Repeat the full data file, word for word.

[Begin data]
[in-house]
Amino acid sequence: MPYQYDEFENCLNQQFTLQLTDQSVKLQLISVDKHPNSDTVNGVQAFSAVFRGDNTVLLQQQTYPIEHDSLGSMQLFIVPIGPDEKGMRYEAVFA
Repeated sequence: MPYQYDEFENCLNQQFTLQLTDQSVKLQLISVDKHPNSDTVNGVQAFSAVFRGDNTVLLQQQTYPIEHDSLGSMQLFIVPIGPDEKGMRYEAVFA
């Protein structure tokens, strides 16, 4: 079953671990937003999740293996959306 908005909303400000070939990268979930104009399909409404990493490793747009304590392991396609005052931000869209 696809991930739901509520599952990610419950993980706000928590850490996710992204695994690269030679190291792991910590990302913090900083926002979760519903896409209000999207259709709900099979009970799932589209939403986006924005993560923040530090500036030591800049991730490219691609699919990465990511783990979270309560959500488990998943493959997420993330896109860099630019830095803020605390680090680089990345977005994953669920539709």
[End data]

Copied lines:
[in-house]
Amino acid sequence: MPYQYDEFENCLNQQFTLQLTDQSVKLQLISVDKHPNSDTVNGVQAFSAVFRGDNTVLLQQQTYPIEHDSLGSMQLFIVPIGPDEKGMRYEAVFA
Repeated sequence: MPYQYDEFENCLNQQFTLQLTDQSVKLQLISVDKHPNSDTVNGVQAFSAVFRGDNTVLLQQQTYPIEHDSLGSMQLFIVPIGPDEKGMRYEAVFA
């Protein structure tokens, strides 16, 4: 079953671990937003999740293996959306 908005909303400000070939990268979930104009399909409404990493490793747009304590392991396609005052931000869209 696809991930739901509520599952990610419950993980706000928590850490996710992204695994690269030679190291792991910590990302913090900083926002979760519903896409209000999207259709709900099979009970799932589209939403986006924005993560923040530090500036030591800049991730490219691609699919990465990511783990979270309560959500488990998943493959997420993330896109860099630019830095803020605390680090680089990345977005994953669920539709």